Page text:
For years when James Russell drove through Niagara-on-the-Lake, Ont., he noticed the yard with two headstones beside a small plaza on Mississauga Street.
He knew it was more than a plain patch of grass in a quiet town.
“Each time I pass, I say, really somebody needs to address this issue and finally, last November, that somebody had to be me,” Russell said.
“I think I was a little pissed off … enough was enough.”
The yard he has passed for years has been known as the Negro Burial Ground, also the site of the Niagara Baptist Church.
The church’s congregation was established in 1829 and a meeting house was built two years later, according to Ontario Heritage Trust.
The congregation was mostly full of colonists but became almost predominantly Black as enslaved people escaped the U.S. and formerly enslaved people came from Britain.
28 potential burial sites, 19 potential headstones
The church closed in 1878 but Ontario Heritage Trust said there were at least 15 burials in the churchyard.
But Russell said he potentially found 13 more — a total of 28 — using ground penetrating radar. He added he also believes there are 19 headstones.
He said the search for unmarked graves at former residential school sites inspired him to try using radar technology.
The land is city property, but Russell, a Toronto resident and long-time visitor of the town, is leading the search efforts and has spent about $3,000 of his own money on the project.
“The people who are buried here have children, grandchildren, great great grandchildren who I’m sure would love to know where their ancestors are buried,” he said.
“It ought to have been done by me a long time ago,” he said.
Unearthing headstones is first step
Russell was at the burial ground on Tuesday. He set up a grid using small orange flags.
Following a map he has from the ground-penetrating radar, Russell sprayed an outline into the ground with grass-friendly paint and stuck a Canadian flag at each potential burial site.
Blue dots will represent where the reported headstones are.
Russell was also with Howard Bogusat, who was walking around the yard, dowsing to try and locate more potential unmarked graves.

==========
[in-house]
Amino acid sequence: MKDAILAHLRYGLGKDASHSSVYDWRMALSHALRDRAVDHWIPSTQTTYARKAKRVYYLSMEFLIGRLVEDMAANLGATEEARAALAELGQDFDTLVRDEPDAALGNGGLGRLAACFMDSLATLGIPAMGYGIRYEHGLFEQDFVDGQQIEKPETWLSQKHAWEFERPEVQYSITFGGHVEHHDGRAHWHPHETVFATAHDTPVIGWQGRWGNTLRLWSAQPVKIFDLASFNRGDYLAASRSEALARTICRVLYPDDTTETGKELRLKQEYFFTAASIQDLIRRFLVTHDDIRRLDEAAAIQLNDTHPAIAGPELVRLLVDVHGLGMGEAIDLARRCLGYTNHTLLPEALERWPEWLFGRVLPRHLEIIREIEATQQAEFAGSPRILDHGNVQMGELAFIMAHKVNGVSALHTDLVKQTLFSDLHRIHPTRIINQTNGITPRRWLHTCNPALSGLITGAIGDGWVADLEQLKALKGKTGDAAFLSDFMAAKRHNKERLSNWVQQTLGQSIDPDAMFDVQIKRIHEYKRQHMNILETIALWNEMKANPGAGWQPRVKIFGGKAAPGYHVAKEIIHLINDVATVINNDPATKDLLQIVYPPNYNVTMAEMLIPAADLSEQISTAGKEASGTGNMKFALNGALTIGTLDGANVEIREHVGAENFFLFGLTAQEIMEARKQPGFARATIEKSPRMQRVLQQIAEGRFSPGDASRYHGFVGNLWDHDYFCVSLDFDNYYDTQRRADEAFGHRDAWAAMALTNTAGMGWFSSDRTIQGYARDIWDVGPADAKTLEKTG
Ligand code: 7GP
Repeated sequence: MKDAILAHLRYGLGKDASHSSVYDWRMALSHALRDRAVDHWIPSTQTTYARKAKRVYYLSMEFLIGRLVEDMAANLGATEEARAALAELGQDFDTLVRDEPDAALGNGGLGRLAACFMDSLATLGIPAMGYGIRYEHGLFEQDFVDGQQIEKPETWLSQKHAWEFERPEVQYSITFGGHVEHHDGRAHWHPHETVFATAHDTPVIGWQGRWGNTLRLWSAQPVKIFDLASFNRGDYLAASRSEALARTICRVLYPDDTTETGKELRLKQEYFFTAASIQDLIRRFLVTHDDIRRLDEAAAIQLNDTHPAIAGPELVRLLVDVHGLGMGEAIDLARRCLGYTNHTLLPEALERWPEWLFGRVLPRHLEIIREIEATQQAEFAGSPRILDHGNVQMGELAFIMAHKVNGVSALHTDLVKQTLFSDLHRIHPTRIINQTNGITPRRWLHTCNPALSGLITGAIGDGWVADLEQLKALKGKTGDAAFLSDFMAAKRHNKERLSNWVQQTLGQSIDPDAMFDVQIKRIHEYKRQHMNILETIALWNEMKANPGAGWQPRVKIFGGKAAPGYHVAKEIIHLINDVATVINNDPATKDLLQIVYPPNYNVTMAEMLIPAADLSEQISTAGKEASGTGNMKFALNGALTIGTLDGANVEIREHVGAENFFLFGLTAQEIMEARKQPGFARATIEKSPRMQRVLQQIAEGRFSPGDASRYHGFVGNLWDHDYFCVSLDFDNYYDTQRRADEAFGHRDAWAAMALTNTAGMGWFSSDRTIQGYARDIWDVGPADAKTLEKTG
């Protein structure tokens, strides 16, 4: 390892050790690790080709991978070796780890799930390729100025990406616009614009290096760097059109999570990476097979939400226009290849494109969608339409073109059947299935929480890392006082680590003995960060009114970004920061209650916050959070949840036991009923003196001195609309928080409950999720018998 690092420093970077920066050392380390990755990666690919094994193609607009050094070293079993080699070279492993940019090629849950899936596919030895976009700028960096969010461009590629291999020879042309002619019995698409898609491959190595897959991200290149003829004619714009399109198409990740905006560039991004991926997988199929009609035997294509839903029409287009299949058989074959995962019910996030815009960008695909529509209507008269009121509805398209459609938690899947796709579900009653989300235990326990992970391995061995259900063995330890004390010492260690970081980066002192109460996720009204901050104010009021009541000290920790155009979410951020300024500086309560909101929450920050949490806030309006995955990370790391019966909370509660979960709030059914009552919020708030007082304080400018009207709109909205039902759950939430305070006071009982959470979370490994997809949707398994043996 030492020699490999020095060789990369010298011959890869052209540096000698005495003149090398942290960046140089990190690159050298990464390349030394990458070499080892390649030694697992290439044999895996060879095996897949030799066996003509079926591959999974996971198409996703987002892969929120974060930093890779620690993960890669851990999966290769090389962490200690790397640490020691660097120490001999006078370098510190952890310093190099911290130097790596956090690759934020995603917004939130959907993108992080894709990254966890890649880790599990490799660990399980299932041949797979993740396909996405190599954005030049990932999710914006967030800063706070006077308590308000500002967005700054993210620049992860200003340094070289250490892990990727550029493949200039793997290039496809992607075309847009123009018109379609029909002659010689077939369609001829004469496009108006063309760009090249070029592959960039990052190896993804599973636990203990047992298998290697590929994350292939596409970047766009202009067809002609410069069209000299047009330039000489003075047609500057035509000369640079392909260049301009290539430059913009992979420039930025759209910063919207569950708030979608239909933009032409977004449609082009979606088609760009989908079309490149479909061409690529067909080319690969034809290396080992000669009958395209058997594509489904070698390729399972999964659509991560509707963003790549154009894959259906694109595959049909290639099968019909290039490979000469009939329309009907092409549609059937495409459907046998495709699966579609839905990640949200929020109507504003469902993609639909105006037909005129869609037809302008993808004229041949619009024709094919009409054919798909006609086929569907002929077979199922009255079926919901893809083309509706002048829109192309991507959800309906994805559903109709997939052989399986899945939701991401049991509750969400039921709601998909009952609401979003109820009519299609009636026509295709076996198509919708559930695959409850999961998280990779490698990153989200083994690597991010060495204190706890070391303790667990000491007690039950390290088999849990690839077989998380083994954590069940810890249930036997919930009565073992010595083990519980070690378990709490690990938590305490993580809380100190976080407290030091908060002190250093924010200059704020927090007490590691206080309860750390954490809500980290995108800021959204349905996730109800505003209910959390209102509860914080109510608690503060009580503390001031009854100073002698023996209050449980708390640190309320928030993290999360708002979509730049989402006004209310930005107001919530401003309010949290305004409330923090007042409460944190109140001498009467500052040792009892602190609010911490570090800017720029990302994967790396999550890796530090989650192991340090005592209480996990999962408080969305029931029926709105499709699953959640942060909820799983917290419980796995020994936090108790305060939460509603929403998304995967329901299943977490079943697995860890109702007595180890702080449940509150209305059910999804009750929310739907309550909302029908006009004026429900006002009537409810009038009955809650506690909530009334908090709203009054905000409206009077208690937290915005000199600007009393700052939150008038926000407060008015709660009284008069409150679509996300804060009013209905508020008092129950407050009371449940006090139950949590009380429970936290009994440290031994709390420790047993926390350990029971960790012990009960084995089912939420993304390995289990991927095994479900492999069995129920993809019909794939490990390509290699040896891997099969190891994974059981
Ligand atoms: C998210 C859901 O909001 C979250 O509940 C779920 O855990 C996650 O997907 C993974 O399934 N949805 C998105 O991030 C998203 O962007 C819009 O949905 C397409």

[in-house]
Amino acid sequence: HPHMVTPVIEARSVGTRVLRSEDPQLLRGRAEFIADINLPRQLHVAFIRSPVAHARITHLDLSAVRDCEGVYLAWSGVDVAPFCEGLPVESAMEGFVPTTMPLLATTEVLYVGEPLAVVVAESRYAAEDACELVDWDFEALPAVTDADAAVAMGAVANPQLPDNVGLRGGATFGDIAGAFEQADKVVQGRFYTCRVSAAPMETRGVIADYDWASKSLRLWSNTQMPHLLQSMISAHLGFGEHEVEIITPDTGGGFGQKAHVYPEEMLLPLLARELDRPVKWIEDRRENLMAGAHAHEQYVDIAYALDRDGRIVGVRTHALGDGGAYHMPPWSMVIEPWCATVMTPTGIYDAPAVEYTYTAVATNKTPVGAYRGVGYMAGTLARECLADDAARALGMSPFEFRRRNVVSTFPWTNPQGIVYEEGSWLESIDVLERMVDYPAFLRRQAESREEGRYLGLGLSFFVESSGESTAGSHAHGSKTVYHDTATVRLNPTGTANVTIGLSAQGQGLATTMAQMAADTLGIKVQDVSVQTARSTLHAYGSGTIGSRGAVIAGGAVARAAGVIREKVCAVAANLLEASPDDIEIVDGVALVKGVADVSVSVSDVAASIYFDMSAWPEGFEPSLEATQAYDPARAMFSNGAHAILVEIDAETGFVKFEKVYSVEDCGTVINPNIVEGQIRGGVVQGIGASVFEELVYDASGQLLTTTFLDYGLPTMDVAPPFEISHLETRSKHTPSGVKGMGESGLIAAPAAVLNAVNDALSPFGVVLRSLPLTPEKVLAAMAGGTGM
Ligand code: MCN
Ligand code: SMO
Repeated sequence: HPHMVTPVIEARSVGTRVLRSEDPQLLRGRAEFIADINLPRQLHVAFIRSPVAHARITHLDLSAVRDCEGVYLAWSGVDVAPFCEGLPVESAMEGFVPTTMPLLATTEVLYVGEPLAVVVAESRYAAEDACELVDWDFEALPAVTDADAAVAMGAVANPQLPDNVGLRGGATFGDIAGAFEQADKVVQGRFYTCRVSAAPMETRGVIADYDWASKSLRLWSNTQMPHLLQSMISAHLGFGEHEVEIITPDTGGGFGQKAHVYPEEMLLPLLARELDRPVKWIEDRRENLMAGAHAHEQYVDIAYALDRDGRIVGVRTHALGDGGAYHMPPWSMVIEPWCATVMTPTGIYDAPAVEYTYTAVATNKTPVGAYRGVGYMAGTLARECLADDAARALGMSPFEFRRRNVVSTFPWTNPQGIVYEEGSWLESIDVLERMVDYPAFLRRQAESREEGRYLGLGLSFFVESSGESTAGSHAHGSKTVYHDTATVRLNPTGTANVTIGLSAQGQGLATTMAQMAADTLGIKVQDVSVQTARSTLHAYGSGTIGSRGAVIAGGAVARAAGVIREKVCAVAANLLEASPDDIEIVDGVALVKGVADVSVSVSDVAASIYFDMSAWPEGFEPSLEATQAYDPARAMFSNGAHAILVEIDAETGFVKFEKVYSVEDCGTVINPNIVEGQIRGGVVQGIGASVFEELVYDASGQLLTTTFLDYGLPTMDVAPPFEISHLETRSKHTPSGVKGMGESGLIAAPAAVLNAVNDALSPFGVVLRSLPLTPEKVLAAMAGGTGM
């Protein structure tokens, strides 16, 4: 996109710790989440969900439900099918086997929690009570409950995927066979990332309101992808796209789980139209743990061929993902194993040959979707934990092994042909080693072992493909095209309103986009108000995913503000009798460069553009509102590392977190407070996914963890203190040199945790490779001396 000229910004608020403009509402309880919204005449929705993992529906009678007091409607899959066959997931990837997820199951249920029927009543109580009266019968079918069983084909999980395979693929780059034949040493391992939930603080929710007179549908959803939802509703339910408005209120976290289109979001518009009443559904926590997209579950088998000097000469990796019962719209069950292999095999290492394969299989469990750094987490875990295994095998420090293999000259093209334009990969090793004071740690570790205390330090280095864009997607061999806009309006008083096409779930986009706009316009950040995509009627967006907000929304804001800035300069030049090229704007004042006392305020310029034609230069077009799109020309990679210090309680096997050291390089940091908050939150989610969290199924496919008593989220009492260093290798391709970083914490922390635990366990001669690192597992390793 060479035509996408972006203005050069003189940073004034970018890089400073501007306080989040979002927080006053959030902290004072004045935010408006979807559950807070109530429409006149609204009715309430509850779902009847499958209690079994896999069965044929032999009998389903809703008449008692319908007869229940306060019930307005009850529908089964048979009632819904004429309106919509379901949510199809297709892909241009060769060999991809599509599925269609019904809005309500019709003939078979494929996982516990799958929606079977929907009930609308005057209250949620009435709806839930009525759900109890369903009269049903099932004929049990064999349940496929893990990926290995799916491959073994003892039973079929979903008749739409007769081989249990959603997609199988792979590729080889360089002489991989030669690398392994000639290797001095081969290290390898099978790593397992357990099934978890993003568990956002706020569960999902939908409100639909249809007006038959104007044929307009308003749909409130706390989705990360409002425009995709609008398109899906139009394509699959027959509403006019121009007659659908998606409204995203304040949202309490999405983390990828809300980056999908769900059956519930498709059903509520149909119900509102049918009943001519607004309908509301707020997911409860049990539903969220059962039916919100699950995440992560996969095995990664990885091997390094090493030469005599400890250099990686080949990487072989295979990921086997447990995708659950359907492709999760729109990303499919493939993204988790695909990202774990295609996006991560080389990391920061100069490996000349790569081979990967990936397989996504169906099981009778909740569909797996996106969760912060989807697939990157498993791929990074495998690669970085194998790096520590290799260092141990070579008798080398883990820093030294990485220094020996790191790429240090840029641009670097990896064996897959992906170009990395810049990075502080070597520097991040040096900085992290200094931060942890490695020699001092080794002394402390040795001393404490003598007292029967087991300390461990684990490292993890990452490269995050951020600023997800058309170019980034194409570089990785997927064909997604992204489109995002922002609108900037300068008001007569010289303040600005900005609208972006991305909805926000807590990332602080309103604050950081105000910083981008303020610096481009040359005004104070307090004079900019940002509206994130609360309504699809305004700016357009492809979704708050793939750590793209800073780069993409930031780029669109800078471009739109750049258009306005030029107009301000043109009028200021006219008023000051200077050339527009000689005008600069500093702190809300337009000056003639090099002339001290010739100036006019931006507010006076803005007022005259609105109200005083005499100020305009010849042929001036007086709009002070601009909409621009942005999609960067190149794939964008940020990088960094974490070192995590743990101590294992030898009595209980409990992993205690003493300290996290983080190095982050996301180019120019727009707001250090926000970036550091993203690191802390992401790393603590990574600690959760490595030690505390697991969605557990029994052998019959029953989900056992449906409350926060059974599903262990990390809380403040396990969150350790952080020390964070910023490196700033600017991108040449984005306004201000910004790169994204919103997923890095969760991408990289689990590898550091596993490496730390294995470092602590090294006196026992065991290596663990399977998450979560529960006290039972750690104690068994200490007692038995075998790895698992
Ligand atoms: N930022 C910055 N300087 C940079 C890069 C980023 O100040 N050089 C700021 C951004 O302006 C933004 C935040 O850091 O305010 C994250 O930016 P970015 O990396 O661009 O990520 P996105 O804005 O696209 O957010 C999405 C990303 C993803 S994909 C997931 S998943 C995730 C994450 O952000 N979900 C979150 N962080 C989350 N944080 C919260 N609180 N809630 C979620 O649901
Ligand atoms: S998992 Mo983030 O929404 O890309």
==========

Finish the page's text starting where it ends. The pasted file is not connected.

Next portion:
Betty Disero, Lord Mayor of Niagara-on-the-Lake, was there too. She told CBC Hamilton the municipality supports Russell’s efforts and is thankful he’s taking the lead.
“It’s almost like they were waiting to be found because the tombstone is with the unmarked graves,” she said.
“We will be able to give these people the recognition and dignity they deserve.”
Russell is providing town council members with an update next week and may also ask if the municipality can help cover the costs of the search.
“I’m excited the first step has been done. The rest is going to be a long year or two years … it has to be done,” he said.
‘These people have to be given names and faces’
While any human remains found won’t be disturbed, Russell said he contacted the archeology departments at McMaster University and the University of Toronto to do more research on any headstones that are dug up.
None of the headstones are more than a foot and a half deep based on the radar scan, Russell said.
His vision is to have the headstones re-erected and cleaned as well as finding out as much as they can about the nine potential graves without headstones and giving them new headstones.
Sarah Kaufman, managing director of the Niagara-on-the-Lake museum, told CBC News it can be hard to track down some of the information because Black history wasn’t always well documented, but digging up headstones will make a big difference.
She said the identity of 15 people buried there are almost certainly confirmed.
Two of them — Herbert Holmes and Jacob Green — died fighting to stop Solomon Moseby from being returned to slavery in the U.S., according to Kaufman and the Ontario Heritage Trust.
“Holmes held onto the reins and stopped the horses from moving … and Jacob Green put something in the wheels to stop it from wheeling,” Kaufman said.
Kaufman said while many people may assume Niagara-on-the-Lake is a colonial community, it’s rich with Black history and Russell’s search will add to that.
“I think it’ll help to round out the narrative of our community to give a more wholesome story about who the people were that lived here,” she said.
She hopes the museum can help people learn more about the people buried at the site.
Russell hopes his efforts will help people passing by realize the land is a sacred burial ground rather than a patch of almost empty space.
“Respecting the living has a lot to do with respecting the dead as well,” he said.
“These people have to be given names and faces.”
For more stories about the experiences of Black Canadians — from anti-Black racism to success stories within the Black community — check out Being Black in Canada, a CBC project Black Canadians can be proud of. You can read more stories here.